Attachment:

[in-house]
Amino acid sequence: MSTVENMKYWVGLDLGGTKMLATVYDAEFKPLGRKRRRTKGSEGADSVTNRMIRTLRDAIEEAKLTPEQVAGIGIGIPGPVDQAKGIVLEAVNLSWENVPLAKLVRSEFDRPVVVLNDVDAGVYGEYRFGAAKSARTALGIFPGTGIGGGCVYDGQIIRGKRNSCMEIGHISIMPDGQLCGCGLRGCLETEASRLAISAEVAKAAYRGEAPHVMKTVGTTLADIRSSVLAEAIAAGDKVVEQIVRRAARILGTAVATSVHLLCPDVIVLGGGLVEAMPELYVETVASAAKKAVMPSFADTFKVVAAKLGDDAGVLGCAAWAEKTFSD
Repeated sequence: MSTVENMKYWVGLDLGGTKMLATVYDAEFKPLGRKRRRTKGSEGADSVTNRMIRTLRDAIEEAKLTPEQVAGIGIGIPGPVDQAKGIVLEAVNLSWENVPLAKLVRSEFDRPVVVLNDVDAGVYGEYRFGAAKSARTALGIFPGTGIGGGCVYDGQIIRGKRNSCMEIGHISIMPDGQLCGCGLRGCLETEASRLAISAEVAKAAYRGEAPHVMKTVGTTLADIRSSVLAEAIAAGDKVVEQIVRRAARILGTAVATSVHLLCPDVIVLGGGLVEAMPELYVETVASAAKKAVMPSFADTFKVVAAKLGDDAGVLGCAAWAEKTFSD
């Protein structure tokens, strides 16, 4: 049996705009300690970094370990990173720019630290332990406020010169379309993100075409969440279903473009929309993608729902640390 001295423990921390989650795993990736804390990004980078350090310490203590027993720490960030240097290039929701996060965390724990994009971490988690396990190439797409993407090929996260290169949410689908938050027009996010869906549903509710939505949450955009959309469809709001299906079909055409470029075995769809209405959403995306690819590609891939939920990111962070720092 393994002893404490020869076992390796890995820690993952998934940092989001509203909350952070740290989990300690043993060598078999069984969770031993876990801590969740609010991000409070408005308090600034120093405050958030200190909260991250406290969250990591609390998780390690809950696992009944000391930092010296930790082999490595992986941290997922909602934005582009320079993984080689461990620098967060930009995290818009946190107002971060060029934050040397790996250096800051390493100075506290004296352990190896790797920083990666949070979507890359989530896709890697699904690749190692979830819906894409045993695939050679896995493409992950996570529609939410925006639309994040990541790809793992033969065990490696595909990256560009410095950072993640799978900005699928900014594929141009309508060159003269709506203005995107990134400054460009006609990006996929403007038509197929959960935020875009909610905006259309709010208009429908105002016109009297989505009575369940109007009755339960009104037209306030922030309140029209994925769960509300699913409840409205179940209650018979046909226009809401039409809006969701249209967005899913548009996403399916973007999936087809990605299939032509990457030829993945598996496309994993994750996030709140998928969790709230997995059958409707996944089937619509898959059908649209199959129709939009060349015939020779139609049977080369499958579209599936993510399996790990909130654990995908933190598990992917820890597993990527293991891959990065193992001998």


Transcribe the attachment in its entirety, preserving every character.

[in-house]
Amino acid sequence: MSTVENMKYWVGLDLGGTKMLATVYDAEFKPLGRKRRRTKGSEGADSVTNRMIRTLRDAIEEAKLTPEQVAGIGIGIPGPVDQAKGIVLEAVNLSWENVPLAKLVRSEFDRPVVVLNDVDAGVYGEYRFGAAKSARTALGIFPGTGIGGGCVYDGQIIRGKRNSCMEIGHISIMPDGQLCGCGLRGCLETEASRLAISAEVAKAAYRGEAPHVMKTVGTTLADIRSSVLAEAIAAGDKVVEQIVRRAARILGTAVATSVHLLCPDVIVLGGGLVEAMPELYVETVASAAKKAVMPSFADTFKVVAAKLGDDAGVLGCAAWAEKTFSD
Repeated sequence: MSTVENMKYWVGLDLGGTKMLATVYDAEFKPLGRKRRRTKGSEGADSVTNRMIRTLRDAIEEAKLTPEQVAGIGIGIPGPVDQAKGIVLEAVNLSWENVPLAKLVRSEFDRPVVVLNDVDAGVYGEYRFGAAKSARTALGIFPGTGIGGGCVYDGQIIRGKRNSCMEIGHISIMPDGQLCGCGLRGCLETEASRLAISAEVAKAAYRGEAPHVMKTVGTTLADIRSSVLAEAIAAGDKVVEQIVRRAARILGTAVATSVHLLCPDVIVLGGGLVEAMPELYVETVASAAKKAVMPSFADTFKVVAAKLGDDAGVLGCAAWAEKTFSD
């Protein structure tokens, strides 16, 4: 049996705009300690970094370990990173720019630290332990406020010169379309993100075409969440279903473009929309993608729902640390 001295423990921390989650795993990736804390990004980078350090310490203590027993720490960030240097290039929701996060965390724990994009971490988690396990190439797409993407090929996260290169949410689908938050027009996010869906549903509710939505949450955009959309469809709001299906079909055409470029075995769809209405959403995306690819590609891939939920990111962070720092 393994002893404490020869076992390796890995820690993952998934940092989001509203909350952070740290989990300690043993060598078999069984969770031993876990801590969740609010991000409070408005308090600034120093405050958030200190909260991250406290969250990591609390998780390690809950696992009944000391930092010296930790082999490595992986941290997922909602934005582009320079993984080689461990620098967060930009995290818009946190107002971060060029934050040397790996250096800051390493100075506290004296352990190896790797920083990666949070979507890359989530896709890697699904690749190692979830819906894409045993695939050679896995493409992950996570529609939410925006639309994040990541790809793992033969065990490696595909990256560009410095950072993640799978900005699928900014594929141009309508060159003269709506203005995107990134400054460009006609990006996929403007038509197929959960935020875009909610905006259309709010208009429908105002016109009297989505009575369940109007009755339960009104037209306030922030309140029209994925769960509300699913409840409205179940209650018979046909226009809401039409809006969701249209967005899913548009996403399916973007999936087809990605299939032509990457030829993945598996496309994993994750996030709140998928969790709230997995059958409707996944089937619509898959059908649209199959129709939009060349015939020779139609049977080369499958579209599936993510399996790990909130654990995908933190598990992917820890597993990527293991891959990065193992001998």